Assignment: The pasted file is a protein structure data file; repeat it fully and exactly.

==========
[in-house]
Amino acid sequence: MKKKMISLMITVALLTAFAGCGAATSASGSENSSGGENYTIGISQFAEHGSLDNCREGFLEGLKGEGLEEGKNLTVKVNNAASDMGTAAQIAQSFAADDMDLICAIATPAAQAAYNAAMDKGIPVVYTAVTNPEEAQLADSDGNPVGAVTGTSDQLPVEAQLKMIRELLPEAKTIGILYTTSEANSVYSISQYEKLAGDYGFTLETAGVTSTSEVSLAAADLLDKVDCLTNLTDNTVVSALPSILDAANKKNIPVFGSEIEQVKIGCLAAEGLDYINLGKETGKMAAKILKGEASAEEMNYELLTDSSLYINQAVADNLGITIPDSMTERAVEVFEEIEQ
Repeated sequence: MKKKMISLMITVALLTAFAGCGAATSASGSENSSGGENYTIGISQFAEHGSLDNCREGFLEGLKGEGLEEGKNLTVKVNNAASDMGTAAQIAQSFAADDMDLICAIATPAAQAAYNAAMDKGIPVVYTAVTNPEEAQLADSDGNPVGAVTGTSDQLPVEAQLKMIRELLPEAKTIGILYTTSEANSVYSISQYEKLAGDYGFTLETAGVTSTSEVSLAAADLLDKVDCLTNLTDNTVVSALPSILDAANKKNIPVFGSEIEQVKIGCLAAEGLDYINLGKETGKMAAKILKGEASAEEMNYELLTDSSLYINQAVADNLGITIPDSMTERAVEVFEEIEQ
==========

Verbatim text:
[in-house]
Amino acid sequence: MKKKMISLMITVALLTAFAGCGAATSASGSENSSGGENYTIGISQFAEHGSLDNCREGFLEGLKGEGLEEGKNLTVKVNNAASDMGTAAQIAQSFAADDMDLICAIATPAAQAAYNAAMDKGIPVVYTAVTNPEEAQLADSDGNPVGAVTGTSDQLPVEAQLKMIRELLPEAKTIGILYTTSEANSVYSISQYEKLAGDYGFTLETAGVTSTSEVSLAAADLLDKVDCLTNLTDNTVVSALPSILDAANKKNIPVFGSEIEQVKIGCLAAEGLDYINLGKETGKMAAKILKGEASAEEMNYELLTDSSLYINQAVADNLGITIPDSMTERAVEVFEEIEQ
Repeated sequence: MKKKMISLMITVALLTAFAGCGAATSASGSENSSGGENYTIGISQFAEHGSLDNCREGFLEGLKGEGLEEGKNLTVKVNNAASDMGTAAQIAQSFAADDMDLICAIATPAAQAAYNAAMDKGIPVVYTAVTNPEEAQLADSDGNPVGAVTGTSDQLPVEAQLKMIRELLPEAKTIGILYTTSEANSVYSISQYEKLAGDYGFTLETAGVTSTSEVSLAAADLLDKVDCLTNLTDNTVVSALPSILDAANKKNIPVFGSEIEQVKIGCLAAEGLDYINLGKETGKMAAKILKGEASAEEMNYELLTDSSLYINQAVADNLGITIPDSMTERAVEVFEEIEQ